Fluids 2020, 5(2), 60; https://doi.org/10.3390/fluids5020060 - 25 Apr 2020
Abstract
The feeding current of scyphomedusae entrains and transports surrounding fluids and prey through trailing tentacles to initiate encounters with prey. After contact, most prey are retained for ingestion. However, the probability that a contact will occur depends on several factors including capture surface [...] Read more.
The feeding current of scyphomedusae entrains and transports surrounding fluids and prey through trailing tentacles to initiate encounters with prey. After contact, most prey are retained for ingestion. However, the probability that a contact will occur depends on several factors including capture surface morphology, prey size and behavior. We examined how hydrodynamics, capture surface morphology and prey behavior affect the capture probability of copepods. To do this, we documented medusa-copepod interactions of four species of scyphomedusae (two semeostomes and two rhizostomes) possessing different capture surface morphologies. We tracked the movement and behavior of entrained copepods throughout the feeding process to quantify prey behavior effects upon capture efficiency (# captures/# encounters). The feeding currents generated by all the medusan species generated fluid shear deformation rates well above the detection limits of copepods. Despite strong hydrodynamic signals, copepod behavior was highly variable and only 58% of the copepods reacted to entrainment within feeding currents. Furthermore, copepod behavior (categorized as no reaction, escape jump or adjustment jump) did not significantly affect the capture efficiency. The scale and complexity of the feeding current generated by scyphomedusae may help explain the poor ability of copepods to avoid capture. Full article
(This article belongs to the Special Issue Fluid Mechanics of Plankton)
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Open AccessFeature PaperArticle
Chemical Signaling in the Turbulent Ocean—Hide and Seek at the Kolmogorov Scale
Fluids 2020, 5(2), 54; https://doi.org/10.3390/fluids5020054 - 21 Apr 2020
Abstract
Chemical cues and signals mediate resource acquisition, mate finding, and the assessment of predation risk in marine plankton. Here, we use the chemical properties of the first identified chemical cues from zooplankton together with in situ measurements of turbulent dissipation rates to calculate [...] Read more.
Chemical cues and signals mediate resource acquisition, mate finding, and the assessment of predation risk in marine plankton. Here, we use the chemical properties of the first identified chemical cues from zooplankton together with in situ measurements of turbulent dissipation rates to calculate the effect of turbulence on the distribution of cues behind swimmers as well as steady state background concentrations in surrounding water. We further show that common zooplankton (copepods) appears to optimize mate finding by aggregating at the surface in calm conditions when turbulence do not prevent trail following. This near surface environment is characterized by anisotropic turbulence and we show, using direct numerical simulations, that chemical cues distribute more in the horizontal plane than vertically in these conditions. Zooplankton may consequently benefit from adopting specific search strategies near the surface as well as in strong stratification where similar flow fields develop. Steady state concentrations, where exudation is balanced by degradation develops in a time scale of ~5 h. We conclude that the trails behind millimeter-sized copepods can be detected in naturally occurring turbulence below the wind mixed surface layer or in the absence of strong wind. The trails, however, shorten dramatically at high turbulent dissipation rates, above ~10−3 cm2 s−3 (10−7 W kg−1) Full article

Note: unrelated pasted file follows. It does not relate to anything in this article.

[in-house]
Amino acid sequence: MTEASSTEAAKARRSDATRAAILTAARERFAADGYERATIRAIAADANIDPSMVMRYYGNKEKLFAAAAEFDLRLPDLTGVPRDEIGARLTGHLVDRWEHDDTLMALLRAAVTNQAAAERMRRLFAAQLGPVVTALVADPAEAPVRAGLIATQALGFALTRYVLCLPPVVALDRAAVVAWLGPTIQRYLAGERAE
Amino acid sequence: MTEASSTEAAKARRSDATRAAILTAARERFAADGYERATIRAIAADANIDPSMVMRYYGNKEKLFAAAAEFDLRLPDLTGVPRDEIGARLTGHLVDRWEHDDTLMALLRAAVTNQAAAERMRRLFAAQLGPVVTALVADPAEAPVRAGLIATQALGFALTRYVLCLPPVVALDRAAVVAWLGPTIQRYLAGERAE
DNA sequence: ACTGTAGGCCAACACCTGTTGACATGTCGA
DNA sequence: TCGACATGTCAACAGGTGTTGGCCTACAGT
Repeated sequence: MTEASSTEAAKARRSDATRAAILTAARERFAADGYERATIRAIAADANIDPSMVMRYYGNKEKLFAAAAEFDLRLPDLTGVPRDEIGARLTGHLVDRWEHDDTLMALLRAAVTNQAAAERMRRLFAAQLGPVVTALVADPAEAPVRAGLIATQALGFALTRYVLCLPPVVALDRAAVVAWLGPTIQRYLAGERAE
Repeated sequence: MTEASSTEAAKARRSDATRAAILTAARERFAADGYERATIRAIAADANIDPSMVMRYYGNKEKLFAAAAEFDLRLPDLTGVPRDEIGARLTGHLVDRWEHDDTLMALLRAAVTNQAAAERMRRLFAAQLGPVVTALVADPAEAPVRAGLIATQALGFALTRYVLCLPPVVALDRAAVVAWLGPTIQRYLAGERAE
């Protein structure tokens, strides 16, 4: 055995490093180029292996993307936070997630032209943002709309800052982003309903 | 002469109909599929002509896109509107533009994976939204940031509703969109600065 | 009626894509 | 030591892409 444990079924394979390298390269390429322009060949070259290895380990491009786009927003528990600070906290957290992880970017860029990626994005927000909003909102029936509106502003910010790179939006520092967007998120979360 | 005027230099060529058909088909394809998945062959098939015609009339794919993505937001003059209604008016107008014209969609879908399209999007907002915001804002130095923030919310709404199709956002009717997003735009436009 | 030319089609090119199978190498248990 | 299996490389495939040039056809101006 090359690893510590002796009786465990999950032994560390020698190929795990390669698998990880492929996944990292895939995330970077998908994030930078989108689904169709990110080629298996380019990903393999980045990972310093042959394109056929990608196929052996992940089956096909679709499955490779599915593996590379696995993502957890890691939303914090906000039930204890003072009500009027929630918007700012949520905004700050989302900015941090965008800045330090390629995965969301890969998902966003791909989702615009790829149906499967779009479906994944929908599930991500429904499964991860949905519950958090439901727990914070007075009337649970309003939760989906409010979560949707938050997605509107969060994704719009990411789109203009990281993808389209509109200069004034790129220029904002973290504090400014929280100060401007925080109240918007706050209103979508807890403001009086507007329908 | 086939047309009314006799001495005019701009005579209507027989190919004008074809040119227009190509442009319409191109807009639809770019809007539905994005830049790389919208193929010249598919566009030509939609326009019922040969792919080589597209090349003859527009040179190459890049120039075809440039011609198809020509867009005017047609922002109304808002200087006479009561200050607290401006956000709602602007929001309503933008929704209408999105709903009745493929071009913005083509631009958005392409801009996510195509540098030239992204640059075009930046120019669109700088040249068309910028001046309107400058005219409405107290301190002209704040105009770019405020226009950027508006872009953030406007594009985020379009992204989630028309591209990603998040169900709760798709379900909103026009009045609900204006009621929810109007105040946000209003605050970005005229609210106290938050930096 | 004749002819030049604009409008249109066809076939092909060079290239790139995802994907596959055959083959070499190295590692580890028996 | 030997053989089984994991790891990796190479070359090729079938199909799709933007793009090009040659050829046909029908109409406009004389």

(This article belongs to the Special Issue Fluid Mechanics of Plankton)
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Open AccessArticle
Feeding of Plankton in a Turbulent Environment: A Comparison of Analytical and Observational Results Covering Also Strong Turbulence
Fluids 2020, 5(1), 37; https://doi.org/10.3390/fluids5010037 - 19 Mar 2020
Abstract
The present studies address feeding of plankton in turbulent environments, discussed by a comparison of analytical results and field data. Various models for predator-prey encounters and capture probabilities are reviewed. Generalized forms for encounter rates and capture probabilities in turbulent environments are proposed. [...] Read more.
The present studies address feeding of plankton in turbulent environments, discussed by a comparison of analytical results and field data. Various models for predator-prey encounters and capture probabilities are reviewed. Generalized forms for encounter rates and capture probabilities in turbulent environments are proposed. The analysis emphasizes ambush predators, exemplified by cod larvae Gadus morhua L. in the start-feeding phase (stage 7 larvae) collected in shallow waters near Lofoten, Norway. During this campaign, data were obtained at four sites with strongly turbulent conditions induced by tidal currents and long-wave swells, and one site where the turbulence had a lower level in comparison. The guts of the selected cod larvae were examined in order to determine the number of nauplii ingested. Analytically obtained probability densities for the gut content were compared with observations and the results used for estimating the rate of capture of the nauplii. This capture rate was then compared with analytical results using also data for the surroundings, such as measured prey densities and turbulence conditions, as quantified by the specific energy dissipation rate. Different from earlier studies, the presented data include conditions where the turbulence exceeds the level for optimal larval encounter-capture rates. Full article